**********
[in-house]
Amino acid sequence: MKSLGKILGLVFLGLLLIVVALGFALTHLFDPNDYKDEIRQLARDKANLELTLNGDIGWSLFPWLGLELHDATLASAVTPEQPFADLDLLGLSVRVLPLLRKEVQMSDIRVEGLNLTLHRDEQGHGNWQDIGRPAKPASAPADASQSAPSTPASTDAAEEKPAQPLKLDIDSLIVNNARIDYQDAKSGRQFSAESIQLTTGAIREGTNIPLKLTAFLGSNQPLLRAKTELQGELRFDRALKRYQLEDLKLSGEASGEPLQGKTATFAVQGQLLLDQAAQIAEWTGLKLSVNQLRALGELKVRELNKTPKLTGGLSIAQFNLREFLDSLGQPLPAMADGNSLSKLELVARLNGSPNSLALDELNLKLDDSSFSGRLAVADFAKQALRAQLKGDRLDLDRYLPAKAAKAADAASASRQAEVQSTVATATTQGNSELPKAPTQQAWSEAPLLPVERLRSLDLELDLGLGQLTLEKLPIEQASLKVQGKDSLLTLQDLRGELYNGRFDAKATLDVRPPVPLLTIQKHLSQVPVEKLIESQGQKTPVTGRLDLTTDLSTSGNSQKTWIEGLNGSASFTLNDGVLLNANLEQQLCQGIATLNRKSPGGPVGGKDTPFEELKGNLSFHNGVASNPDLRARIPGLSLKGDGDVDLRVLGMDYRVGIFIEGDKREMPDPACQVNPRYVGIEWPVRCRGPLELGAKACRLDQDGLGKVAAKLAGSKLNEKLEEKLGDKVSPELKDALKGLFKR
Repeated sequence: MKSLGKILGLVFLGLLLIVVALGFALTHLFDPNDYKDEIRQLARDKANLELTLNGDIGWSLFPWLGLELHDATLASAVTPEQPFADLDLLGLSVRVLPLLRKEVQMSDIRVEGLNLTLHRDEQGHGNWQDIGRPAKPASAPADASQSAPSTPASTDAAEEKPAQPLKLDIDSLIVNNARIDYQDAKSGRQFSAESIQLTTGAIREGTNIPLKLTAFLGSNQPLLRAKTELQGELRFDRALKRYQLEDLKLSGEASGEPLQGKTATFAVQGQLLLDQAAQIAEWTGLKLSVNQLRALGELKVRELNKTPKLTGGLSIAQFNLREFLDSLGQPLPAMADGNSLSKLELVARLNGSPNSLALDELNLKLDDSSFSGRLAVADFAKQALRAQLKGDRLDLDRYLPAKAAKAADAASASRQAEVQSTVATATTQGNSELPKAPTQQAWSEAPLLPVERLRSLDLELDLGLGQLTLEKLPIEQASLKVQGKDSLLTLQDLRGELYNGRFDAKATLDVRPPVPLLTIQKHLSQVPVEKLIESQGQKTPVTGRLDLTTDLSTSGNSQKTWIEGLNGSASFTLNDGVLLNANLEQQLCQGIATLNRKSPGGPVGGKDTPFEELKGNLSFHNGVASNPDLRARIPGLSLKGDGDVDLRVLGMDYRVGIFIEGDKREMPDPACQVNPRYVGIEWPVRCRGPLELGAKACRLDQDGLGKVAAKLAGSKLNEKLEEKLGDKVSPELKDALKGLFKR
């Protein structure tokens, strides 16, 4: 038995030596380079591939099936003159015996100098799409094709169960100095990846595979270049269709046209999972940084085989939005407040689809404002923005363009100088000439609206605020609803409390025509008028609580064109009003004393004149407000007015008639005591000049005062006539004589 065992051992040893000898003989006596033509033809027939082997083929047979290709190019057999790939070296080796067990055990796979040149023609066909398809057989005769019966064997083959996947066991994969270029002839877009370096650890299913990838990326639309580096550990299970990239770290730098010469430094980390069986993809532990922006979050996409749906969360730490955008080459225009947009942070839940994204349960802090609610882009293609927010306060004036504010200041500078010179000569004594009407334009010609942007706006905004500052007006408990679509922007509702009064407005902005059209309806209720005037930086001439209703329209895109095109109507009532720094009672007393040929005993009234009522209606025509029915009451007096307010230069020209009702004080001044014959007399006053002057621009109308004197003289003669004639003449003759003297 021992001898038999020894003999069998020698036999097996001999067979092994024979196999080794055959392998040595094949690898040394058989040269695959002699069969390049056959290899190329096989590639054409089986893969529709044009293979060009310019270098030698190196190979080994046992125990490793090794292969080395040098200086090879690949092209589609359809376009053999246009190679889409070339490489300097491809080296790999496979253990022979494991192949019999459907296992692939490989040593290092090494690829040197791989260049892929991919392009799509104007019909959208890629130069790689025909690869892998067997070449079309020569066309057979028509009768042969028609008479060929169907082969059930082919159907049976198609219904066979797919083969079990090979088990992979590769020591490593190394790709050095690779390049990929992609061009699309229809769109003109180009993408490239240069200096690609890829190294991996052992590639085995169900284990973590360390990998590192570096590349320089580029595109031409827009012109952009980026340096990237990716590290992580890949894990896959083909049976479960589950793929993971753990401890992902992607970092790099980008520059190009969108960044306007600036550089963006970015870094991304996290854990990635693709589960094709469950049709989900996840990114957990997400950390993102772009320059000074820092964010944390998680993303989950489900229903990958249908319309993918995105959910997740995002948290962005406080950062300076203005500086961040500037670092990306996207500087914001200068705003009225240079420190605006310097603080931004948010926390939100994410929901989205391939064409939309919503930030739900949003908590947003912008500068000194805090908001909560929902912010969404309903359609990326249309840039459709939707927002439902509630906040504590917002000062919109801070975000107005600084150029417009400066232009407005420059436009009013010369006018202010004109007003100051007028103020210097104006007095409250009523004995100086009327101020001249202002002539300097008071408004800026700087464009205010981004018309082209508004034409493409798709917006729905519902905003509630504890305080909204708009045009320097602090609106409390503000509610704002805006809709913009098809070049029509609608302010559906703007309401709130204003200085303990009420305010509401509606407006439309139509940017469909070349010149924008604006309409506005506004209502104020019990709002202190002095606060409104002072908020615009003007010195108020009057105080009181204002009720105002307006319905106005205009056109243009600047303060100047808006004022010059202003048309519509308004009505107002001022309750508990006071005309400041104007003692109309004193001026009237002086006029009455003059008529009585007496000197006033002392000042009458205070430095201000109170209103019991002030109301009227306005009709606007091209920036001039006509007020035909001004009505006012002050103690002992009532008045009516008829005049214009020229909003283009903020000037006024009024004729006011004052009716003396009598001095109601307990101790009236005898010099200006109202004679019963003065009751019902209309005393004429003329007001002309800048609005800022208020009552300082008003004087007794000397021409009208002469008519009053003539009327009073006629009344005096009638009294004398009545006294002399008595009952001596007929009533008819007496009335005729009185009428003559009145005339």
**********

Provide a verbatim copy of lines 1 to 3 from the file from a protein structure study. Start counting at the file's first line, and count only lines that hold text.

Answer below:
[in-house]
Amino acid sequence: MKSLGKILGLVFLGLLLIVVALGFALTHLFDPNDYKDEIRQLARDKANLELTLNGDIGWSLFPWLGLELHDATLASAVTPEQPFADLDLLGLSVRVLPLLRKEVQMSDIRVEGLNLTLHRDEQGHGNWQDIGRPAKPASAPADASQSAPSTPASTDAAEEKPAQPLKLDIDSLIVNNARIDYQDAKSGRQFSAESIQLTTGAIREGTNIPLKLTAFLGSNQPLLRAKTELQGELRFDRALKRYQLEDLKLSGEASGEPLQGKTATFAVQGQLLLDQAAQIAEWTGLKLSVNQLRALGELKVRELNKTPKLTGGLSIAQFNLREFLDSLGQPLPAMADGNSLSKLELVARLNGSPNSLALDELNLKLDDSSFSGRLAVADFAKQALRAQLKGDRLDLDRYLPAKAAKAADAASASRQAEVQSTVATATTQGNSELPKAPTQQAWSEAPLLPVERLRSLDLELDLGLGQLTLEKLPIEQASLKVQGKDSLLTLQDLRGELYNGRFDAKATLDVRPPVPLLTIQKHLSQVPVEKLIESQGQKTPVTGRLDLTTDLSTSGNSQKTWIEGLNGSASFTLNDGVLLNANLEQQLCQGIATLNRKSPGGPVGGKDTPFEELKGNLSFHNGVASNPDLRARIPGLSLKGDGDVDLRVLGMDYRVGIFIEGDKREMPDPACQVNPRYVGIEWPVRCRGPLELGAKACRLDQDGLGKVAAKLAGSKLNEKLEEKLGDKVSPELKDALKGLFKR
Repeated sequence: MKSLGKILGLVFLGLLLIVVALGFALTHLFDPNDYKDEIRQLARDKANLELTLNGDIGWSLFPWLGLELHDATLASAVTPEQPFADLDLLGLSVRVLPLLRKEVQMSDIRVEGLNLTLHRDEQGHGNWQDIGRPAKPASAPADASQSAPSTPASTDAAEEKPAQPLKLDIDSLIVNNARIDYQDAKSGRQFSAESIQLTTGAIREGTNIPLKLTAFLGSNQPLLRAKTELQGELRFDRALKRYQLEDLKLSGEASGEPLQGKTATFAVQGQLLLDQAAQIAEWTGLKLSVNQLRALGELKVRELNKTPKLTGGLSIAQFNLREFLDSLGQPLPAMADGNSLSKLELVARLNGSPNSLALDELNLKLDDSSFSGRLAVADFAKQALRAQLKGDRLDLDRYLPAKAAKAADAASASRQAEVQSTVATATTQGNSELPKAPTQQAWSEAPLLPVERLRSLDLELDLGLGQLTLEKLPIEQASLKVQGKDSLLTLQDLRGELYNGRFDAKATLDVRPPVPLLTIQKHLSQVPVEKLIESQGQKTPVTGRLDLTTDLSTSGNSQKTWIEGLNGSASFTLNDGVLLNANLEQQLCQGIATLNRKSPGGPVGGKDTPFEELKGNLSFHNGVASNPDLRARIPGLSLKGDGDVDLRVLGMDYRVGIFIEGDKREMPDPACQVNPRYVGIEWPVRCRGPLELGAKACRLDQDGLGKVAAKLAGSKLNEKLEEKLGDKVSPELKDALKGLFKR